In the third embodiment, when the voltage of battery cell Vc1 is measured, switching elements SW0 and SW1_2 in the cell selector switch 18 are switched on, and switching element SWK is set to select voltage Vx as the output Vout of the battery monitoring IC 50, bypassing the buffer amplifier circuit 20 and analog level shifter 22. The problem of non-saturated operation of buffer amplifier 32 is therefore also bypassed, improving the accuracy of the measurement of the voltage of battery cell Vc1. The analog level shifter 22 is unnecessary for this measurement because with switching elements SW0 and SW1_2 in the cell selector switch 18 switched on, Vx itself is the voltage across battery cell Vc1 with respect to ground.

Although the positive terminal of battery cell Vc1 is now connected directly to the output terminal of the battery monitoring IC 50, this output terminal is normally connected to a next-stage circuit (not shown) with high input impedance. Accordingly, there is still no significant flow of current on this current path and no significant voltage drop in resistor Rf1 in the low-pass filter circuit 16.

When the voltages of the other battery voltage cells Vc2 to Vc5 are measured, switching element SWK is set to select the output voltage of the analog level shifter 22 as the output voltage Vout of the battery monitoring IC 50.

Fourth Embodiment

Referring to FIG. 11, the fourth embodiment adds a pair of test switching elements SWP and SWN to the configuration shown in the third embodiment. When switched on, switching element SWP bypasses buffer amplifier 30 by connecting its non-inverting input terminal directly to its output terminal, and switching element SWN bypasses buffer amplifier 32 in a similar fashion. When switching elements SWP and SWN are switched off, the battery monitoring IC 60 in the fourth embodiment operates in the same way as the battery monitoring IC 50 in the third embodiment.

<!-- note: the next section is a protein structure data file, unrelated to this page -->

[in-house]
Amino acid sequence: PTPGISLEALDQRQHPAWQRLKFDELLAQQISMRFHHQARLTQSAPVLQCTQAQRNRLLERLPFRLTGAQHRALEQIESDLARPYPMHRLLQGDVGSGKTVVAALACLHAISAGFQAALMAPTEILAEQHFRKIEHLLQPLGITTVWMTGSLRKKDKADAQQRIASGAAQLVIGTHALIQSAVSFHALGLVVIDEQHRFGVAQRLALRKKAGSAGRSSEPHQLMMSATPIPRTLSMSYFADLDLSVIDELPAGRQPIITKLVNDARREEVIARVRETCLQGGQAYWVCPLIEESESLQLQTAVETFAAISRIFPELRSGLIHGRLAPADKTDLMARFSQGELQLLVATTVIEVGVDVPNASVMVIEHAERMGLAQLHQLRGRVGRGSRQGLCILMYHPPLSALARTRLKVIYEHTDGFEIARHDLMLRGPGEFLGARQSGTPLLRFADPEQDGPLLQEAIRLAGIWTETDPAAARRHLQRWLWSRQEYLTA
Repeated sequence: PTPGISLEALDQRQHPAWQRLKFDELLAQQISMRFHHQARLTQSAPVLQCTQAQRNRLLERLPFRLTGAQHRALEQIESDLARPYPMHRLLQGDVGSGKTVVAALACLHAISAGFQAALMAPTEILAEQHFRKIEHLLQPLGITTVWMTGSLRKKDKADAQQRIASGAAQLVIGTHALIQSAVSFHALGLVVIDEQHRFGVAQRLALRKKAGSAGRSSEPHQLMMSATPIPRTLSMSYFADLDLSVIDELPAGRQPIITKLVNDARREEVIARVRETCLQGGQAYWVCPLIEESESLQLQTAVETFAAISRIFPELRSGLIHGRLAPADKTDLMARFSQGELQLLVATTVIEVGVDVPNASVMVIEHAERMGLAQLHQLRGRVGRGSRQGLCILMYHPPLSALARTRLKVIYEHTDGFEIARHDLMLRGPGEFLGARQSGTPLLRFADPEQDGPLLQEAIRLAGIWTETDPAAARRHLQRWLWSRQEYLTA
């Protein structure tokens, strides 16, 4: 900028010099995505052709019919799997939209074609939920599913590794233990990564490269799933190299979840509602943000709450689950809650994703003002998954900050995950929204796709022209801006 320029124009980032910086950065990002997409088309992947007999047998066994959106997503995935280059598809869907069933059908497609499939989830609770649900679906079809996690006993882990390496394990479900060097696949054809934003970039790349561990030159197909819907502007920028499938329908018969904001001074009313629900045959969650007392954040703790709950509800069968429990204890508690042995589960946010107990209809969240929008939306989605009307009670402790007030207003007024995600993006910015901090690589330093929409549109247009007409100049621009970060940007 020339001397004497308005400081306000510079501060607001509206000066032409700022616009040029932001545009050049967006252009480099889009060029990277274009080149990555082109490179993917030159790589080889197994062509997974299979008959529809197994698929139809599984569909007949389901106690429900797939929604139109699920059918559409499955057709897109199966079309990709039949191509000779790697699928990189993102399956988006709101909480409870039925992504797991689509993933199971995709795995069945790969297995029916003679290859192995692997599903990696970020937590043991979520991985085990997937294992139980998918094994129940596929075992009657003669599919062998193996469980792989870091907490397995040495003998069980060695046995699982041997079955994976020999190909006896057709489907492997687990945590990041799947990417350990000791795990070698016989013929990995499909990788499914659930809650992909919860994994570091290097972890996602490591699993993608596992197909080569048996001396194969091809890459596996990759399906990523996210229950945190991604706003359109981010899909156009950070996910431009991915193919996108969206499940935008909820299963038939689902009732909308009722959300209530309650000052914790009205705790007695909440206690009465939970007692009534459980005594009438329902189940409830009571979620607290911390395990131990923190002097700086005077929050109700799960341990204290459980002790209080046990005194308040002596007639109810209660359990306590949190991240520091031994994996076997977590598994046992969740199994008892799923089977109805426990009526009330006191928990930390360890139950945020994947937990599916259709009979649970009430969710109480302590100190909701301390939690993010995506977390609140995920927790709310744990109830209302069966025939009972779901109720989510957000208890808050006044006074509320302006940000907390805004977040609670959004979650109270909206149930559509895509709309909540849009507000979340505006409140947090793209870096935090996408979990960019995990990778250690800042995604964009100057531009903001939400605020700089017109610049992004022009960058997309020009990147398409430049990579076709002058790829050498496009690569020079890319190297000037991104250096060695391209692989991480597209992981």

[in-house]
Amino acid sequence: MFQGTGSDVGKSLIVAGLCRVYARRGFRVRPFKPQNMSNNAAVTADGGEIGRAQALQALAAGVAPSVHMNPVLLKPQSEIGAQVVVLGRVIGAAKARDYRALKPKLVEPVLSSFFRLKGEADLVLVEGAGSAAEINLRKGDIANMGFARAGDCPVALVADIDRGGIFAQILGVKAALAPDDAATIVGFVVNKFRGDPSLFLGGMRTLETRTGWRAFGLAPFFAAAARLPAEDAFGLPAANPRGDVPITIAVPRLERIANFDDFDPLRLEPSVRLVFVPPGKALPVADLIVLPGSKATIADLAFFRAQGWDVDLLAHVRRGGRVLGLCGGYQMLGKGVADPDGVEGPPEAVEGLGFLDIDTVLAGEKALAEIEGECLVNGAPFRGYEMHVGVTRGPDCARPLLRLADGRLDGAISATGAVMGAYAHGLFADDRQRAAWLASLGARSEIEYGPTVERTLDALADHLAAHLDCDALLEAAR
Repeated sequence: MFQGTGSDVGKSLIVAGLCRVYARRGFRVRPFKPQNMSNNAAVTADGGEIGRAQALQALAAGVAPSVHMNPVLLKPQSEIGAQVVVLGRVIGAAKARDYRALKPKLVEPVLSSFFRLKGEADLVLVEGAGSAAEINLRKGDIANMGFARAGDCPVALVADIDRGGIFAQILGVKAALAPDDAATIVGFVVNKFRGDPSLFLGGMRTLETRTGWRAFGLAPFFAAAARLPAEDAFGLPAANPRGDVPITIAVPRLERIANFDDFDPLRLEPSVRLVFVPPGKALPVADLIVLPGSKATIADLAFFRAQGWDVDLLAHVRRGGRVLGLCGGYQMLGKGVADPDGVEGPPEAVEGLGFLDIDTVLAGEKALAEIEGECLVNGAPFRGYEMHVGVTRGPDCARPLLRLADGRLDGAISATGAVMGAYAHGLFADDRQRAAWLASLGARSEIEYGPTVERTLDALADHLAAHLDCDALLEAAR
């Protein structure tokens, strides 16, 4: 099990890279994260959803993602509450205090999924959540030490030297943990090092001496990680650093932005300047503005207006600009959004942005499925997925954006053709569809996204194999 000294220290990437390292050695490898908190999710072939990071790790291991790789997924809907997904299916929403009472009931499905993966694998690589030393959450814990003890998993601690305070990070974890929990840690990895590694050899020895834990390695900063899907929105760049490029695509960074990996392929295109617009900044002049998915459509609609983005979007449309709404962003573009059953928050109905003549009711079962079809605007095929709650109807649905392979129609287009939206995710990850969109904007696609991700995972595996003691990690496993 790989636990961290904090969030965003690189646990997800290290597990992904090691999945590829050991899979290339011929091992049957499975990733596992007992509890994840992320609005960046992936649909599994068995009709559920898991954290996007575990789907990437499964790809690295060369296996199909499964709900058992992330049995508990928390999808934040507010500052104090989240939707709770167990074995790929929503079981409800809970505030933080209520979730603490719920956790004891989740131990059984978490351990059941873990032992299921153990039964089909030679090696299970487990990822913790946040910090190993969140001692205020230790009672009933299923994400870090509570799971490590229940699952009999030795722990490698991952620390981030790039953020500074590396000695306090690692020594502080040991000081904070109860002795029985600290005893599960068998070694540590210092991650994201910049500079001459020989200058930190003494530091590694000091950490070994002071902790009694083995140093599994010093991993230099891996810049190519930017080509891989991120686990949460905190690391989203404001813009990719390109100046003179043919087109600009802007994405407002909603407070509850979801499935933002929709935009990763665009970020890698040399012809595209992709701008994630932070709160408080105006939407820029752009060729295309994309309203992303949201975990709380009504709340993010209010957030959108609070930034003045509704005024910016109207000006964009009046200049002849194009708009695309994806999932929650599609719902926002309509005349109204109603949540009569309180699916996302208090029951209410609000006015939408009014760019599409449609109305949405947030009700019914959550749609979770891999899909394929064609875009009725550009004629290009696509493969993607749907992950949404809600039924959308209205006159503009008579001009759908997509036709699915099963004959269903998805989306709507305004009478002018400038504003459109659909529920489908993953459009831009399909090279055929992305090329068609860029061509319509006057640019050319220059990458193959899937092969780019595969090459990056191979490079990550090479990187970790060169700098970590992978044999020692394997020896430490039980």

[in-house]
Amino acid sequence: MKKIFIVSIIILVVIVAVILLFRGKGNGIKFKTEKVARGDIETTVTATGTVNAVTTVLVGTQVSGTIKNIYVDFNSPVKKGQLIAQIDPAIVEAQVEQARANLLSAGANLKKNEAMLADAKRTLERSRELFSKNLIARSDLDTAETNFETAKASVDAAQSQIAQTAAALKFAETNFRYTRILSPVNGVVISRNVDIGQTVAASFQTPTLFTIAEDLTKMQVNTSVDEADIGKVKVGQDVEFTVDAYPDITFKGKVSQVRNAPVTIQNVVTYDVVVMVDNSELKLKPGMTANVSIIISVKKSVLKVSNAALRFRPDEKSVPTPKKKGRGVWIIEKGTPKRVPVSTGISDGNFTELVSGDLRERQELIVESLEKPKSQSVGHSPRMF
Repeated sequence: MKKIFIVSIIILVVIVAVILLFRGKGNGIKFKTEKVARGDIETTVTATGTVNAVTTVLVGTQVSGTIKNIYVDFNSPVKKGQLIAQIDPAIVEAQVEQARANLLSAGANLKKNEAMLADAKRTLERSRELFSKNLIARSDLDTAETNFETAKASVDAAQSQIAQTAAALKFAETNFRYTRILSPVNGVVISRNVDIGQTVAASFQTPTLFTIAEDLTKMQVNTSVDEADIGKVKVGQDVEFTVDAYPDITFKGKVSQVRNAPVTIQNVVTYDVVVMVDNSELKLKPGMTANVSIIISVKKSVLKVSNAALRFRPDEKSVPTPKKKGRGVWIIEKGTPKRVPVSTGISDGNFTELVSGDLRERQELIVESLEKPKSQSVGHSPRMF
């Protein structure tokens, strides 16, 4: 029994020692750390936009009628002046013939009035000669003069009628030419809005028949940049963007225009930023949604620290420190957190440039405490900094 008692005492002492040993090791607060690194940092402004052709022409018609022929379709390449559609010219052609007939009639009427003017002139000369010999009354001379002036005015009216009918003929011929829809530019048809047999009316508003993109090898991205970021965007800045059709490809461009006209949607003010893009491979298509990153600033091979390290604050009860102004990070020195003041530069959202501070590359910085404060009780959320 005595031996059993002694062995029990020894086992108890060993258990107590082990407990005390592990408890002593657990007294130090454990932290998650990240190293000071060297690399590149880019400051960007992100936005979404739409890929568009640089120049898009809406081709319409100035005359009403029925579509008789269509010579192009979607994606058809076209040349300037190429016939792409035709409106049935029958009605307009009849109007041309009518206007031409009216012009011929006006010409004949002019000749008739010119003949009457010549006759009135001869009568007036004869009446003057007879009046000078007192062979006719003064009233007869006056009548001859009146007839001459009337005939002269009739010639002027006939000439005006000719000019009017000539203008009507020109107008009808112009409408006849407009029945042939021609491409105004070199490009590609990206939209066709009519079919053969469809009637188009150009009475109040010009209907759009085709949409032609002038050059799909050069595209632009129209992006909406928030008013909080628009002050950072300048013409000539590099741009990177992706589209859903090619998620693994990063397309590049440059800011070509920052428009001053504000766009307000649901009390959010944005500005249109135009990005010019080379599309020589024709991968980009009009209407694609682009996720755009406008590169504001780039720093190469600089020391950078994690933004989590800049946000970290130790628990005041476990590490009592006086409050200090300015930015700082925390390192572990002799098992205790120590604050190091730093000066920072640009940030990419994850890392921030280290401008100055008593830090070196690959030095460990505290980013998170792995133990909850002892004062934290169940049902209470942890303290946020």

Switching elements SWP and SWN are used to test the buffer amplifiers 30, 32. The voltages of battery cells Vc5 to Vc1 are measured first with switching elements SWP and SWN switched off and then with switching elements SWP and SWN switched on, and the two sets of measurement results are compared. If both results agree to within a predetermined tolerance, the test passes and the buffer amplifiers 30, 32 are regarded as operating normally. If the results disagree, the test fails, indicating that one or both of the buffer amplifiers 30, 32 is defective.

In the fourth embodiment, the battery monitoring IC 60 accordingly has a self-test capability that can be used to detect voltage measurement accuracy problems caused by malfunctions of the buffer amplifiers 30, 32 and take corrective action.

The five-cell battery 14 shown in the drawings is purely exemplary. The invention may be used to monitor the voltages of a battery consisting of any number of cells connected in series, or the voltages of multiple batteries connected in series. In the latter case each battery unit may be a battery including multiple cells.

The capacitors Cf5 to Cf1 in the low-pass filter circuit 16 may be connected between the positive terminals of the battery cells Vc5 to Vc1 and ground, for example, instead of being connected between the positive and negative terminals of these battery cells as shown in the drawings.

Those skilled in the art will recognize that further variations are possible within the scope of the invention, which is defined in the appended claims.